A graph released by the United Nations Office for Disaster Risk Reduction released in 2012 exhibits the uptrend in frequency of climate-related disasters around the world over the past three decades. (Source: www.unisdr.org)
In addition to these indicators, recent meteorological events have reflected the influence of an abruptly changing climate in the form of extreme weather patterns. The United Nations Office for Disaster Risk Reduction, in its 2011 annual report, highlighted the incidence trend of climate-related disasters during the period of 1980-2011. The figures show that the frequency and severity of storms and flooding have been on a significant upward trend all around the world. Typhoons, for example, that have wind speeds of 180-185kph and higher have noticeably been on the rise. Incidences of extreme temperatures have also increased during this timeframe, albeit at a lesser, but no less alarming rate.
Observations of this nature are important to note because instances of severe weather have massive direct impacts on impact human populations all over the world, with more particular risks and perils threatening those in developing and emerging nations.
An editorial cartoon that appeared on USA Today in December 2009 – just before the proceedings of the 2009 United Nations Climate Change Conference in Copenhagen began – gained immense popularity for its clever insight. (Source: USA Today/Joel Pett)
FPE and Climate Change
The harsh impacts of global temperature shifts brought about by climate change to island nations such as the Philippines are legitimate causes for concern in terms of biodiversity conservation. Especially vulnerable to the devastating repercussions of this phenomenon are low-lying coastal regions and other biogeographically isolated areas, which are abundant in this archipelagic country.
Hence, climate change is one of the most important environmental agenda for FPE, as determined in collaboration with the organization’s Regional Advisory Councils. Recognizing the current climate change dilemma as one of the leading causes of biodiversity loss, FPE pushes for mitigating and adaptation measures through site-specific, multi-faceted strategies and solutions that aim to minimize harmful emissions and waste, pursue the adoption of renewable energy sources, and promote a climate-resilient Philippines. Indeed, millions of Pesos’ worth of investments in FPE-supported conservation sites will ultimately go to waste if climate change would only further accelerate the already alarming rate of biodiversity loss here.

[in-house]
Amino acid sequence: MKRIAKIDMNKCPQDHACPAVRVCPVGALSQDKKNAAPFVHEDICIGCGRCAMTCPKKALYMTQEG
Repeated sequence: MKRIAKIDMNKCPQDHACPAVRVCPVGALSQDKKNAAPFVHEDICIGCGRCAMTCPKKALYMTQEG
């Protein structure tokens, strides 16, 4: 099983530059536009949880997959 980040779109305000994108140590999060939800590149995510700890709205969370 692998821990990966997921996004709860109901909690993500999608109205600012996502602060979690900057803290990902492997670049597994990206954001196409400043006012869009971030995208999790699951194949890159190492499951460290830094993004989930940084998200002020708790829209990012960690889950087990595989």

Further Reading: Recommended Primers on Climate Change
To learn more about climate change and topics and indicators related to it, FPE recommends the following material, which are available in full online:
- United Nations (UN). 1992. United Nations Framework Convention on Climate Change. (Online: http://unfccc.int/essential_background/convention/items/6036.php)
- Intergovernmental Panel for Climate Change (IPCC). 2007. Climate Change 2007: Synthesis Report. Geneva, Switzerland. (Online: http://www.ipcc.ch/publications_and_data/ar4/syr/en/mains1.html)
- National Aeronautics and Space Administration (NASA). 2008. What’s in a Name? Global Warming vs. Climate Change. Last accessed on November 7, 2013, http://www.nasa.gov/topics/earth/features/climate_by_any_other_name.html)
- Arndt DS, Baringer MO, and Johnson MR (Eds). 2010: State of the Climate in 2009. Bulletin of the American Meteorological Society, 91-7, S1-S224. (Online: http://www.ncdc.noaa.gov/bams-state-of-the-climate/2009.php)
- United Nations Office for Disaster Risk Reduction (UNISDR). 2012. Annual Report 2011: UNISDR Secretariat Work Programme 2001-2011. Geneva, Switzerland: United Nations International Strategy for Disaster Reduction. (Online: http://www.unisdr.org/files/27627_ar2011v2.pdf)
- Pulhin J. 2013. Climate Change and Biodiversity. Speech delivered during FPE National RAC-Partners Meeting; May 20, 2013; Quezon City, Philippines.